Author Topic: Today in history.  (Read 388 times)

Offline JohnP

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Re: Today in history.
« Reply #30 on: May 05, 2019, 11:20:35 AM »
1961
Alan Shepard becomes the first American in space

From Cape Canaveral, Florida, Navy Commander Alan Bartlett Shepard Jr. is launched into space aboard the Freedom 7 space capsule, becoming the first American astronaut to travel into space. The suborbital flight, which lasted 15 minutes and reached a height of 116 miles into the atmosphere, was a major triumph for the National Aeronautics and Space Administration (NASA).

NASA was established in 1958 to keep U.S. space efforts abreast of recent Soviet achievements, such as the launching of the world’s first artificial satellite–Sputnik 1–in 1957. In the late 1950s and early 1960s, the two superpowers raced to become the first country to put a man in space and return him to Earth. On April 12, 1961, the Soviet space program won the race when cosmonaut Yuri Gagarin was launched into space, put in orbit around the planet, and safely returned to Earth. One month later, Shepard’s suborbital flight restored faith in the U.S. space program.

NASA continued to trail the Soviets closely until the late 1960s and the successes of the Apollo lunar program. In July 1969, the Americans took a giant leap forward with Apollo 11, a three-stage spacecraft that took U.S. astronauts to the surface of the moon and returned them to Earth. On February 5, 1971, Alan Shepard, the first American in space, became the fifth astronaut to walk on the moon as part of the Apollo 14 lunar landing mission.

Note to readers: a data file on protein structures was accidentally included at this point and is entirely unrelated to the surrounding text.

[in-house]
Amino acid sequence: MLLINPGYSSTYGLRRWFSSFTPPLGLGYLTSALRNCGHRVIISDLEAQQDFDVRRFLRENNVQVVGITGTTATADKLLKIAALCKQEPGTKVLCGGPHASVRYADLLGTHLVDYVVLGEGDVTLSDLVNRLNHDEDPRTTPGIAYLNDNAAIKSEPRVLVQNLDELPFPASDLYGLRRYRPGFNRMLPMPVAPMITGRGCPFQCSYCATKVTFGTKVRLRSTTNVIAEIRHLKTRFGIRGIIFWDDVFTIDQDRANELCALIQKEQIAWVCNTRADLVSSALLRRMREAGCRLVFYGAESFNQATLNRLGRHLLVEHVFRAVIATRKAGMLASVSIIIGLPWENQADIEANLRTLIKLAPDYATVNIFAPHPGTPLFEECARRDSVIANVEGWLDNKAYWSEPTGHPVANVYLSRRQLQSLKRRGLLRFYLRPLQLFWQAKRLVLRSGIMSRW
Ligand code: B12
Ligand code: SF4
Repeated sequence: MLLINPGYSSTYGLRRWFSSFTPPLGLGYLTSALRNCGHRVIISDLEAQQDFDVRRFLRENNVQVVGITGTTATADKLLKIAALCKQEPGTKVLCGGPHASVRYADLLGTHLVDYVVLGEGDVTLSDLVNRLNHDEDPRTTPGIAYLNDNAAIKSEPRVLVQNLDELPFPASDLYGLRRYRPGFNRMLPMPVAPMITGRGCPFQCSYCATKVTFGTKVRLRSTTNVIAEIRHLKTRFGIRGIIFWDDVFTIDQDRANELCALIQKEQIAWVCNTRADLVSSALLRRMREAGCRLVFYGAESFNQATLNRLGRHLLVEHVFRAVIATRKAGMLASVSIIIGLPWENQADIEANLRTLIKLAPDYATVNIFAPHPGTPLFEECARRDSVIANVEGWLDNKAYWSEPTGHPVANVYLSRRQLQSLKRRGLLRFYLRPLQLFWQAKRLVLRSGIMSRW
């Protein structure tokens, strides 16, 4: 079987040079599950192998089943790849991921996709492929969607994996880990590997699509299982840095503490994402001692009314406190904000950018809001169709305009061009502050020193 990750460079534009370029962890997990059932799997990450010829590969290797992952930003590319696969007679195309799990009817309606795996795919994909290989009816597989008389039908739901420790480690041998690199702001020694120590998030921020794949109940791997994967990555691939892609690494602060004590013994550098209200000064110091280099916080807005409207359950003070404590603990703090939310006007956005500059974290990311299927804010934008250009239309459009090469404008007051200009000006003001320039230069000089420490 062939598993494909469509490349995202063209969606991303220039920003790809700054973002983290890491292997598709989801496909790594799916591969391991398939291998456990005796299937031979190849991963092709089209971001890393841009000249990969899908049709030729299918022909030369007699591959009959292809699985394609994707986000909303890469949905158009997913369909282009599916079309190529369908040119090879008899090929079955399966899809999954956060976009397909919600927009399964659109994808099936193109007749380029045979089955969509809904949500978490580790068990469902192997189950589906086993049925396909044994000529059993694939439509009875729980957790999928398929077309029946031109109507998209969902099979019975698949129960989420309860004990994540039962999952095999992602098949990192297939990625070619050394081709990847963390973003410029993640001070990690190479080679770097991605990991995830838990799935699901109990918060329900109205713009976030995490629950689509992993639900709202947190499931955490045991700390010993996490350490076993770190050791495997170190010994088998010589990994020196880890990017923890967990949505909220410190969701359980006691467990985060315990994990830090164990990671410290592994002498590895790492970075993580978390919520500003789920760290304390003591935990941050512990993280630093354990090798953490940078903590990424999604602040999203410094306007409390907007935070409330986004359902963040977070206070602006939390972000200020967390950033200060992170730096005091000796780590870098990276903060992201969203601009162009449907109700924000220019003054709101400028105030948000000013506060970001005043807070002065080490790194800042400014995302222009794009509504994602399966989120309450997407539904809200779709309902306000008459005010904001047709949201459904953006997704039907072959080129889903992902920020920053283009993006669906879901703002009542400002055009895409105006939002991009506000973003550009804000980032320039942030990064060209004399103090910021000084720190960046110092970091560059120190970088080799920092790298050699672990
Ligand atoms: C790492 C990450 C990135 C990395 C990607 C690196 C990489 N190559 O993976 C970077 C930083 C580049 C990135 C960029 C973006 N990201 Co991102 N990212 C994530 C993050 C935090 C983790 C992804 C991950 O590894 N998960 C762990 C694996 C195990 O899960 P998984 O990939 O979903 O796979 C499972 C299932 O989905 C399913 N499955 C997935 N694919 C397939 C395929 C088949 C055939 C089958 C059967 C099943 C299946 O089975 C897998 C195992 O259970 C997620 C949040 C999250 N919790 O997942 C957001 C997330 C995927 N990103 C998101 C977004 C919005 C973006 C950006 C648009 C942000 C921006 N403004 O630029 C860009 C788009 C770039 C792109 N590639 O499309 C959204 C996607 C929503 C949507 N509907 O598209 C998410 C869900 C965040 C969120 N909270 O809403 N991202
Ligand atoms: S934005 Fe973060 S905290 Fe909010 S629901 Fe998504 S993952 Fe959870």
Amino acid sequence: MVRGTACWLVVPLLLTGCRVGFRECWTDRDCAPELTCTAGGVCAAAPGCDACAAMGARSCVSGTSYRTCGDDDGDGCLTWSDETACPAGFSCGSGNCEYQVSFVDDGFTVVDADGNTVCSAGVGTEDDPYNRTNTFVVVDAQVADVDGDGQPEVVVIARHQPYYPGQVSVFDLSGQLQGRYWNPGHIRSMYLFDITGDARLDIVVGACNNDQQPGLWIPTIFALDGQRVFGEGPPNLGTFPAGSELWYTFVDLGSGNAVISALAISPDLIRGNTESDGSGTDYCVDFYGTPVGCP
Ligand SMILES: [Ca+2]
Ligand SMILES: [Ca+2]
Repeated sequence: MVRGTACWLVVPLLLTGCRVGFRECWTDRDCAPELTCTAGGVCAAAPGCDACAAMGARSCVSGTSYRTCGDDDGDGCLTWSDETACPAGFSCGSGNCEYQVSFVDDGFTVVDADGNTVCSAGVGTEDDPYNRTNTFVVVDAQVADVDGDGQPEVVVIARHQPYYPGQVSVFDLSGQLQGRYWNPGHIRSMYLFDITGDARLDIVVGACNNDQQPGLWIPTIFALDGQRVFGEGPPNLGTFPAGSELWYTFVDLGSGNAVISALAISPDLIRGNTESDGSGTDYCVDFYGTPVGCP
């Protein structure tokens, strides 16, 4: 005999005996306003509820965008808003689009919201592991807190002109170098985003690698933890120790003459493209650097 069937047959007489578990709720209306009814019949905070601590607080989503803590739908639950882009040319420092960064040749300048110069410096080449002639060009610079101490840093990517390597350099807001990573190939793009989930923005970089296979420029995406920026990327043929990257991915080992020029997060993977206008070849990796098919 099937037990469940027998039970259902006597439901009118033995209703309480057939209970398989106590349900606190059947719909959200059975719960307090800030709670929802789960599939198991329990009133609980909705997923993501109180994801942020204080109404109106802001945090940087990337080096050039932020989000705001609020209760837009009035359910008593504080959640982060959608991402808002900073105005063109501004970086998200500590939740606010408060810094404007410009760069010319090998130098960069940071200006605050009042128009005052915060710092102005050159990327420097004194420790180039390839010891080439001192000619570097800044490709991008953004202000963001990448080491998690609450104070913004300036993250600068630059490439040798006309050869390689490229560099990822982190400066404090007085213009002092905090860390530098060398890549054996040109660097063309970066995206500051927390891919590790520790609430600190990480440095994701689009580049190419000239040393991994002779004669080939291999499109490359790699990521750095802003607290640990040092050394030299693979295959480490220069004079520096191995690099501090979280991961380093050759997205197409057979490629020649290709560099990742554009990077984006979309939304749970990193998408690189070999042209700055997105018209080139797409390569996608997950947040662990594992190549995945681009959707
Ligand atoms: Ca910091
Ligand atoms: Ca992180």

I carry a gun because I'm to young to die and to old to take an ass whipping.

"Whenever the pressure of our complex city life thins my blood and numbs my brain, I seek relief in the trail; and when I hear the coyote wailing to the yellow dawn, my cares fall from me - I am happy." - Hamlin Garland

Offline JohnP

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Re: Today in history.
« Reply #31 on: May 08, 2019, 10:59:09 AM »
1945
V-E Day is celebrated in America and Britain

On this day in 1945, both Great Britain and the United States celebrate Victory in Europe Day. Cities in both nations, as well as formerly occupied cities in Western Europe, put out flags and banners, rejoicing in the defeat of the Nazi war machine.

The eighth of May spelled the day when German troops throughout Europe finally laid down their arms: In Prague, Germans surrendered to their Soviet antagonists, after the latter had lost more than 8,000 soldiers, and the Germans considerably more; in Copenhagen and Oslo; at Karlshorst, near Berlin; in northern Latvia; on the Channel Island of Sark–the German surrender was realized in a final cease-fire. More surrender documents were signed in Berlin and in eastern Germany.

The main concern of many German soldiers was to elude the grasp of Soviet forces, to keep from being taken prisoner. About 1 million Germans attempted a mass exodus to the West when the fighting in Czechoslovakia ended, but were stopped by the Russians and taken captive. The Russians took approximately 2 million prisoners in the period just before and after the German surrender.

Meanwhile, more than 13,000 British POWs were released and sent back to Great Britain.

Pockets of German-Soviet confrontation would continue into the next day. On May 9, the Soviets would lose 600 more soldiers in Silesia before the Germans finally surrendered. Consequently, V-E Day was not celebrated until the ninth in Moscow, with a radio broadcast salute from Stalin himself: “The age-long struggle of the Slav nations…has ended in victory. Your courage has defeated the Nazis. The war is over.”